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Q&A With UW Dawg Pound On Washington Huskies Football

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Get insight from the other side ahead of Friday’s season opener.

Rutgers v Washington Photo by Otto Greule Jr/Getty Images

As the season opener against #7 Washington is just two days away, Rutgers remains heavy underdogs in a rematch from last season. The Huskies, a College Football Playoff team from a year ago, come to Piscataway with equally high expectations for the 2017 season. While several key players are gone from last year’s team, a strong nucleus of talent and experience returns. Rutgers fans should remember quarterback Jake Browning, likely from having nightmares of him throwing three touchdown passes of 38 yards or longer in the first quarter of last season’s game.

I was fortunate to speak with John Sayler at SB Nation’s Washington site, UW Dawg Pound, about this year’s team and what we can expect for Friday’s game. Here is what John had to say about this year’s Huskies squad.

Year three of the Chris Petersen era paid off in a big way with a PAC-12 title and a trip to the College Football Playoff. Washington obliterated recent conference powers in Stanford and Oregon by a combined 87 points and also blew out in-state rival Washington State, as well. Aside from the disappointment of not making it to the national championship game, how satisfying was it for you and the fan base to experience that type of season?

John: It was an absolute thrill. Fans were cautiously optimistic heading into last season after hearing tons of preseason hype and talk of contending for a conference championship. Most of us took a “wait and see” approach, needing some proof that this team could really be as good as some were predicting. Handling Rutgers was a great start, but then the talk was “Well, how good is Rutgers?” Then they took care of Idaho and Portland St. in dominating fashion and there was still optimism, but nothing concrete that said this Husky team was anything special. UW escaped with a tough overtime win in week four versus Arizona, which generated some mixed feelings. The Huskies have mightily struggled in the state of Arizona in recent years, so getting any kind of win in what many thought was a “trap game” was good.On the other hand, Arizona wasn’t good last year, so the close score was underwhelming.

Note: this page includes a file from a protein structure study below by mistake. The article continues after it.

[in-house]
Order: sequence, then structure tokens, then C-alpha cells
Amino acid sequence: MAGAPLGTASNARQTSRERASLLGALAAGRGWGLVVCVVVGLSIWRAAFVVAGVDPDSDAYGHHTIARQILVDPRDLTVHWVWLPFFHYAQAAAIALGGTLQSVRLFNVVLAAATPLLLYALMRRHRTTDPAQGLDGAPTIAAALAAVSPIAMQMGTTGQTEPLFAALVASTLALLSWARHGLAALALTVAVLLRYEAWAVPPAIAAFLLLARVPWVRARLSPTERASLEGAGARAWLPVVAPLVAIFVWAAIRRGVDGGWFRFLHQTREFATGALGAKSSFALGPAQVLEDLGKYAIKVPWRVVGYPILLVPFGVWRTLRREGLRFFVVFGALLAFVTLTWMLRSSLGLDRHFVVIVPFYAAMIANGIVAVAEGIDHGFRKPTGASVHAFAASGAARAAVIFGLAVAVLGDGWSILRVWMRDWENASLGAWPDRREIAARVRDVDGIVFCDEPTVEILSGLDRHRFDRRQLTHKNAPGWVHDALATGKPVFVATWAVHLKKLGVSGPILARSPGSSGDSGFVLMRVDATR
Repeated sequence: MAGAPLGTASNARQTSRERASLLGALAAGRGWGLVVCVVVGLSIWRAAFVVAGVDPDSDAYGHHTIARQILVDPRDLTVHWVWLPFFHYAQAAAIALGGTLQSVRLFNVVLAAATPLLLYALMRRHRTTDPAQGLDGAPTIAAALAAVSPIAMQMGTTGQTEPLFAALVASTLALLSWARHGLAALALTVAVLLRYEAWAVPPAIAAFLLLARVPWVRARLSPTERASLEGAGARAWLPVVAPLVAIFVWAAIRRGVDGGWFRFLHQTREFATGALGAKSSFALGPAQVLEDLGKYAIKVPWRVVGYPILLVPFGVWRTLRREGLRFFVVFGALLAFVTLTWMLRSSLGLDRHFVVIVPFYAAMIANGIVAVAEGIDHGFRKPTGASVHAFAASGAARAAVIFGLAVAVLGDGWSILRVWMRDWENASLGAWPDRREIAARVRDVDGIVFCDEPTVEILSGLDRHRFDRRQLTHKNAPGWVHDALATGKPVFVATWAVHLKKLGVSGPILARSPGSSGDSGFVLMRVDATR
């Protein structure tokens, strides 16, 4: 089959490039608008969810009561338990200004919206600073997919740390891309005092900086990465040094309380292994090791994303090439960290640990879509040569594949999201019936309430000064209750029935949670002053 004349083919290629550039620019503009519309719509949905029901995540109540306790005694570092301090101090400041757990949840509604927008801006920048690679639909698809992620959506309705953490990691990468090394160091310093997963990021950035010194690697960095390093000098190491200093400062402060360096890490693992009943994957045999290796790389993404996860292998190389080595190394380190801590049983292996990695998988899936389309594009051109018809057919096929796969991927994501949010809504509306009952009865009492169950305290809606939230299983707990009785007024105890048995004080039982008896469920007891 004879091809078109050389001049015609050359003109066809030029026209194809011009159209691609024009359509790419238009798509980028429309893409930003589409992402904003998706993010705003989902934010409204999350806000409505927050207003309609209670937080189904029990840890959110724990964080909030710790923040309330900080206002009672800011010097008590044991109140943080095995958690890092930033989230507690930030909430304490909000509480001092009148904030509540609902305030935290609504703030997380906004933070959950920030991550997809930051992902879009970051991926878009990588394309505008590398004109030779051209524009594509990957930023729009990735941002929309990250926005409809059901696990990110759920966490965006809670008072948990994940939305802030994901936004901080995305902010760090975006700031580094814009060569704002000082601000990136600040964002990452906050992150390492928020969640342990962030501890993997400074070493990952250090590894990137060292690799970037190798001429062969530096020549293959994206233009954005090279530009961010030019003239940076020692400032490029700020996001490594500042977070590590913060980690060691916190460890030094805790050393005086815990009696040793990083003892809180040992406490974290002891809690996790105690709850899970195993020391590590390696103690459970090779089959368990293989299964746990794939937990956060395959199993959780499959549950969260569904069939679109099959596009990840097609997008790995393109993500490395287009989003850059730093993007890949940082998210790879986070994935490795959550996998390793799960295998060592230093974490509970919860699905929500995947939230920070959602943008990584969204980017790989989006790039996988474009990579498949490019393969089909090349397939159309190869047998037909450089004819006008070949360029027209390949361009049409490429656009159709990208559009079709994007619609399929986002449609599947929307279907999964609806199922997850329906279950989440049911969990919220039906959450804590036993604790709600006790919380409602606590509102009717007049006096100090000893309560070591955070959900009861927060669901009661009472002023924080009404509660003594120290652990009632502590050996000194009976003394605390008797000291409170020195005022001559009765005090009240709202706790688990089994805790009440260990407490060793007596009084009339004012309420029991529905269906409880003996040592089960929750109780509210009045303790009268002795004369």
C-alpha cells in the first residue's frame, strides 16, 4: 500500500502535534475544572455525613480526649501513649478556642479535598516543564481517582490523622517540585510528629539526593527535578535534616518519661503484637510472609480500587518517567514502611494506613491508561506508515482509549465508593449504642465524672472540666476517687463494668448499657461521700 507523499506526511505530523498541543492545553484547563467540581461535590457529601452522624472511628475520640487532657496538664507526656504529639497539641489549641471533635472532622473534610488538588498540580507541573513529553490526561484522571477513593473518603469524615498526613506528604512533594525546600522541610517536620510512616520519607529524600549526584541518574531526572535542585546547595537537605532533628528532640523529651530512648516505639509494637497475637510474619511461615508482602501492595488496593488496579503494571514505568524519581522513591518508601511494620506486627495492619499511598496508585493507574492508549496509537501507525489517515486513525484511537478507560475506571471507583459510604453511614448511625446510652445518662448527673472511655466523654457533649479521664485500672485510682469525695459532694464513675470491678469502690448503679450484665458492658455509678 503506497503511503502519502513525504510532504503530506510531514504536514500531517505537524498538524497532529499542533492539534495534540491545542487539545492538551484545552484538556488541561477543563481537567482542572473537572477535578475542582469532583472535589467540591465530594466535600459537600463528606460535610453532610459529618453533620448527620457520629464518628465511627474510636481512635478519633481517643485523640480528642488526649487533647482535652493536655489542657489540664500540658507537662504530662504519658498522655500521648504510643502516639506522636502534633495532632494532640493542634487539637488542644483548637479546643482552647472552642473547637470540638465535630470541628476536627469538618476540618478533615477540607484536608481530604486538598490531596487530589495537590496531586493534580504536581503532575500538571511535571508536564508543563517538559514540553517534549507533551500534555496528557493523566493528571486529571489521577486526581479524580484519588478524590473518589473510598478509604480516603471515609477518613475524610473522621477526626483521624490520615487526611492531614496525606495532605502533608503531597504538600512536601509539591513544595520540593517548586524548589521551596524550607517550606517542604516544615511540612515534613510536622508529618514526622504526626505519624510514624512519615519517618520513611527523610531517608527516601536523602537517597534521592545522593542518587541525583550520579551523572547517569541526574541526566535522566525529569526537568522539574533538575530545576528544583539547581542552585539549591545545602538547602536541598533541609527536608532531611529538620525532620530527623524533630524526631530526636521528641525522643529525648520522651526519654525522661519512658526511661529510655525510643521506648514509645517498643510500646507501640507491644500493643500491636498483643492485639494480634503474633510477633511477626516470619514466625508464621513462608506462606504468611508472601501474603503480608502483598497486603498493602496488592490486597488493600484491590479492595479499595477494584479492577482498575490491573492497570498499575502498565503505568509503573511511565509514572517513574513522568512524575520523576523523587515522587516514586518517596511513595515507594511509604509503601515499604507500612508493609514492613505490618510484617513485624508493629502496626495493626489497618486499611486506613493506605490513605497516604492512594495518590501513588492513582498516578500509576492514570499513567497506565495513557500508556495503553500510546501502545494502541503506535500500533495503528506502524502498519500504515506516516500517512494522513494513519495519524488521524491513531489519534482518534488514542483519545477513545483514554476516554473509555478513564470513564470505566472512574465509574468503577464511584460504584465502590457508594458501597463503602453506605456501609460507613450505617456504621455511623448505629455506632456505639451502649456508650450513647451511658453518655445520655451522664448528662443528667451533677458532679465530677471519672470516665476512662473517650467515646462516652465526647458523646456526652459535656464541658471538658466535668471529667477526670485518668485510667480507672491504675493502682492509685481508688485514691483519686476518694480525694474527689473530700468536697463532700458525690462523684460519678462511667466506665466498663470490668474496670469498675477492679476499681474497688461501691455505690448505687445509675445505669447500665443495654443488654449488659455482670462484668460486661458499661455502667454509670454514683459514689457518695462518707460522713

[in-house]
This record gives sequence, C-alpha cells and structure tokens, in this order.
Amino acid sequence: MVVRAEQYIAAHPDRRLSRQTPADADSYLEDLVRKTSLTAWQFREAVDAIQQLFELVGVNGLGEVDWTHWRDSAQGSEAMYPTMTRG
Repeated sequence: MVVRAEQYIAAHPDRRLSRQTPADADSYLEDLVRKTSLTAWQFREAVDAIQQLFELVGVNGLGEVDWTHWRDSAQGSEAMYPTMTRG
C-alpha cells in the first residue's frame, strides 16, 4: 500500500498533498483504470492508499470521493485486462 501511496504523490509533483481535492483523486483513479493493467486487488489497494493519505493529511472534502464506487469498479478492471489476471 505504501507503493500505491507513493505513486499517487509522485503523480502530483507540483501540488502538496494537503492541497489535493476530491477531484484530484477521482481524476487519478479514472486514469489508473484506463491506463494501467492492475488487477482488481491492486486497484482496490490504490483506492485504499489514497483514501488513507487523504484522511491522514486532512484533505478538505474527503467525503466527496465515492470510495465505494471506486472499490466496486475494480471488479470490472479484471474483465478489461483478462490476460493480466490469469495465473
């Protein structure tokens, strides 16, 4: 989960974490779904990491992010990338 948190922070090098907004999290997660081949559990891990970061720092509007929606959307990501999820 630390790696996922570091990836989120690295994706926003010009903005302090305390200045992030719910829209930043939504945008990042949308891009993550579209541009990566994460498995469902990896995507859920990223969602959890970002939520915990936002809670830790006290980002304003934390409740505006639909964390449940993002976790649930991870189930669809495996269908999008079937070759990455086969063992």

Week 5 brought a colossal game against Stanford on national TV featuring a pair of top 10 teams. As you mentioned, UW destroyed the Cardinal. The following week was at rival Oregon and the Huskies dropped 70 points on a team they had not beaten in their last 12 meetings. That was so fun I couldn’t wipe the smile off my face for a week. Honestly, the whole season was fun. Losing to USC sucked. Losing to Alabama sucked. But neither loss could keep us down for very long. The goal for most fans was a Pac-12 title; mission accomplished.

Although Washington returns a little more than half of their starters from last season on both sides of the ball, there are several key players gone. Can they replicate their success from a year ago and what are the expectations for this season from the fan base?

John: The expectations are sky high this year. Every good team in college football loses talented players each season, that’s just the nature of college sports. There is great faith in Chris Petersen’s recruiting, and he has given fans every reason to believe he can replace talent that moves on to the NFL because he has done it for three years in a row. Several of the guys who are returning are legitimate CFB superstars, so I don’t think many fans feel this team can’t be just as good as the one Petersen fielded in 2016.

Jake Browning took a big step forward last season and is only entering his junior year. How much better can he get and do you anticipate him making a serious run at the Heisman Trophy this season?

John: Browning showed the country what kind of player he is last season, and as he elevated his game he brought the Husky football team with him. I don’t know that he can be better than he was early in the season last year. He was damn near perfect. Where he can improve is in his toughness and ability to play at the same level when he is not healthy. I’m not saying he should have been able to throw the ball just as well with a torn labrum as he did with a healthy arm, but as the season drags into November, no one out there is 100%. He bulked up in the offseason with just that in mind, and Husky fans are hopeful that it pays off in great play for 12 games (and beyond).